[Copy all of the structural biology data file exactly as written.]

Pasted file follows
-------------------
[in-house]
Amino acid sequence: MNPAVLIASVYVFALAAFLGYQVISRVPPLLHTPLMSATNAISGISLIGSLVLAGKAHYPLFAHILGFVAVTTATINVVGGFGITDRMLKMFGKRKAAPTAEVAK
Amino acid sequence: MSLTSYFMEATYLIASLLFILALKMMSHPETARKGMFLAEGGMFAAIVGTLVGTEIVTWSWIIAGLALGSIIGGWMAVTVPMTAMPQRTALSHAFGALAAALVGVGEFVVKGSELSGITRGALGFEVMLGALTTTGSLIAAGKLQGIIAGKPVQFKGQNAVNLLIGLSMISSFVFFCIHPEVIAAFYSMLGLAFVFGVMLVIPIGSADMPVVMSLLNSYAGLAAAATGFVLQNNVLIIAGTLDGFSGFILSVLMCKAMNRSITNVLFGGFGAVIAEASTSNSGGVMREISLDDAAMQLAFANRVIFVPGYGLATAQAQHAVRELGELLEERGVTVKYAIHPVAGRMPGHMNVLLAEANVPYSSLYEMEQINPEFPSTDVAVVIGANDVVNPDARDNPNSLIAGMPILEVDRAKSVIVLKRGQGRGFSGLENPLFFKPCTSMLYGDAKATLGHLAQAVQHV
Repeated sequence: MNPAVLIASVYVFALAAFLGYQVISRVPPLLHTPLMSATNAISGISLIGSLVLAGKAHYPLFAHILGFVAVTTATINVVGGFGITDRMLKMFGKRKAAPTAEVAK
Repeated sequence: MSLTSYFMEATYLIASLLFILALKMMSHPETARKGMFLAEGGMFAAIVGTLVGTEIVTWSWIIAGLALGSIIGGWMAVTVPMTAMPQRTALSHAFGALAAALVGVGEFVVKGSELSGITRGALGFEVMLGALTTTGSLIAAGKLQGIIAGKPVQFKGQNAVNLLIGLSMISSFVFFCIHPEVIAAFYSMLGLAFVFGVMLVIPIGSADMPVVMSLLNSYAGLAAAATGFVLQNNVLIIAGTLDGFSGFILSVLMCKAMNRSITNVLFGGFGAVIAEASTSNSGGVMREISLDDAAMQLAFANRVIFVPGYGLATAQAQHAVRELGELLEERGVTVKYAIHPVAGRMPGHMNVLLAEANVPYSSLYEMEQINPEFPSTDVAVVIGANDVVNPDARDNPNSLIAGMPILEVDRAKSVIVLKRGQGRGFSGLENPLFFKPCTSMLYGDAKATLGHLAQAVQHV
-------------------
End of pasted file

[in-house]
Amino acid sequence: MNPAVLIASVYVFALAAFLGYQVISRVPPLLHTPLMSATNAISGISLIGSLVLAGKAHYPLFAHILGFVAVTTATINVVGGFGITDRMLKMFGKRKAAPTAEVAK
Amino acid sequence: MSLTSYFMEATYLIASLLFILALKMMSHPETARKGMFLAEGGMFAAIVGTLVGTEIVTWSWIIAGLALGSIIGGWMAVTVPMTAMPQRTALSHAFGALAAALVGVGEFVVKGSELSGITRGALGFEVMLGALTTTGSLIAAGKLQGIIAGKPVQFKGQNAVNLLIGLSMISSFVFFCIHPEVIAAFYSMLGLAFVFGVMLVIPIGSADMPVVMSLLNSYAGLAAAATGFVLQNNVLIIAGTLDGFSGFILSVLMCKAMNRSITNVLFGGFGAVIAEASTSNSGGVMREISLDDAAMQLAFANRVIFVPGYGLATAQAQHAVRELGELLEERGVTVKYAIHPVAGRMPGHMNVLLAEANVPYSSLYEMEQINPEFPSTDVAVVIGANDVVNPDARDNPNSLIAGMPILEVDRAKSVIVLKRGQGRGFSGLENPLFFKPCTSMLYGDAKATLGHLAQAVQHV
Repeated sequence: MNPAVLIASVYVFALAAFLGYQVISRVPPLLHTPLMSATNAISGISLIGSLVLAGKAHYPLFAHILGFVAVTTATINVVGGFGITDRMLKMFGKRKAAPTAEVAK
Repeated sequence: MSLTSYFMEATYLIASLLFILALKMMSHPETARKGMFLAEGGMFAAIVGTLVGTEIVTWSWIIAGLALGSIIGGWMAVTVPMTAMPQRTALSHAFGALAAALVGVGEFVVKGSELSGITRGALGFEVMLGALTTTGSLIAAGKLQGIIAGKPVQFKGQNAVNLLIGLSMISSFVFFCIHPEVIAAFYSMLGLAFVFGVMLVIPIGSADMPVVMSLLNSYAGLAAAATGFVLQNNVLIIAGTLDGFSGFILSVLMCKAMNRSITNVLFGGFGAVIAEASTSNSGGVMREISLDDAAMQLAFANRVIFVPGYGLATAQAQHAVRELGELLEERGVTVKYAIHPVAGRMPGHMNVLLAEANVPYSSLYEMEQINPEFPSTDVAVVIGANDVVNPDARDNPNSLIAGMPILEVDRAKSVIVLKRGQGRGFSGLENPLFFKPCTSMLYGDAKATLGHLAQAVQHV